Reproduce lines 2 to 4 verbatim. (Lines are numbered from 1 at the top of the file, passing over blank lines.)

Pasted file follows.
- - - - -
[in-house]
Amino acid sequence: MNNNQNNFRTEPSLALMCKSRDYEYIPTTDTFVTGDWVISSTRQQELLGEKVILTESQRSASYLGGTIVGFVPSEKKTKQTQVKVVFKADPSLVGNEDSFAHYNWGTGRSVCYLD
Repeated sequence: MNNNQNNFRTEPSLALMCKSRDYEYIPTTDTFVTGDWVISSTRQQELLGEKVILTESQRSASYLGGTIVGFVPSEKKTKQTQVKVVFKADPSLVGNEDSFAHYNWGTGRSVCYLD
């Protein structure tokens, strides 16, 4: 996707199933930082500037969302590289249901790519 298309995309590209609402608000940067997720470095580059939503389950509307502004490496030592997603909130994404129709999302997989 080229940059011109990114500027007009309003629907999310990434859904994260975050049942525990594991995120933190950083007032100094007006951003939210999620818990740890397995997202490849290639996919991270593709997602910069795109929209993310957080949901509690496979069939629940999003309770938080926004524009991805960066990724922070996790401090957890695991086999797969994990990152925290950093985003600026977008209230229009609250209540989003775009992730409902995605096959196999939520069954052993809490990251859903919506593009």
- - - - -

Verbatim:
Amino acid sequence: MNNNQNNFRTEPSLALMCKSRDYEYIPTTDTFVTGDWVISSTRQQELLGEKVILTESQRSASYLGGTIVGFVPSEKKTKQTQVKVVFKADPSLVGNEDSFAHYNWGTGRSVCYLD
Repeated sequence: MNNNQNNFRTEPSLALMCKSRDYEYIPTTDTFVTGDWVISSTRQQELLGEKVILTESQRSASYLGGTIVGFVPSEKKTKQTQVKVVFKADPSLVGNEDSFAHYNWGTGRSVCYLD
């Protein structure tokens, strides 16, 4: 996707199933930082500037969302590289249901790519 298309995309590209609402608000940067997720470095580059939503389950509307502004490496030592997603909130994404129709999302997989 080229940059011109990114500027007009309003629907999310990434859904994260975050049942525990594991995120933190950083007032100094007006951003939210999620818990740890397995997202490849290639996919991270593709997602910069795109929209993310957080949901509690496979069939629940999003309770938080926004524009991805960066990724922070996790401090957890695991086999797969994990990152925290950093985003600026977008209230229009609250209540989003775009992730409902995605096959196999939520069954052993809490990251859903919506593009």